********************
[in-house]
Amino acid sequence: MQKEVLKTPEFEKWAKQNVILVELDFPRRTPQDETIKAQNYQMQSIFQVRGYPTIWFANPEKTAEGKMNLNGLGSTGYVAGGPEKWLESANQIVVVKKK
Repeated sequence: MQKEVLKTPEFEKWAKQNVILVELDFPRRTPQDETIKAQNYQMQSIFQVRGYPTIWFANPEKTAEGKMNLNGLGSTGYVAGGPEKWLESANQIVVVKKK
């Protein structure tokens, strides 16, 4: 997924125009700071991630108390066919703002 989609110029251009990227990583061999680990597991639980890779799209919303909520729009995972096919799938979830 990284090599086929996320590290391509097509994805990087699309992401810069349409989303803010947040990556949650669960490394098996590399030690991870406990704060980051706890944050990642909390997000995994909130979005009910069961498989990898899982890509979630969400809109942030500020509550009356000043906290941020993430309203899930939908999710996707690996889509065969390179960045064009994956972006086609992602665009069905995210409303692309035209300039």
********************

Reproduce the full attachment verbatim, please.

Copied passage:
[in-house]
Amino acid sequence: MQKEVLKTPEFEKWAKQNVILVELDFPRRTPQDETIKAQNYQMQSIFQVRGYPTIWFANPEKTAEGKMNLNGLGSTGYVAGGPEKWLESANQIVVVKKK
Repeated sequence: MQKEVLKTPEFEKWAKQNVILVELDFPRRTPQDETIKAQNYQMQSIFQVRGYPTIWFANPEKTAEGKMNLNGLGSTGYVAGGPEKWLESANQIVVVKKK
């Protein structure tokens, strides 16, 4: 997924125009700071991630108390066919703002 989609110029251009990227990583061999680990597991639980890779799209919303909520729009995972096919799938979830 990284090599086929996320590290391509097509994805990087699309992401810069349409989303803010947040990556949650669960490394098996590399030690991870406990704060980051706890944050990642909390997000995994909130979005009910069961498989990898899982890509979630969400809109942030500020509550009356000043906290941020993430309203899930939908999710996707690996889509065969390179960045064009994956972006086609992602665009069905995210409303692309035209300039």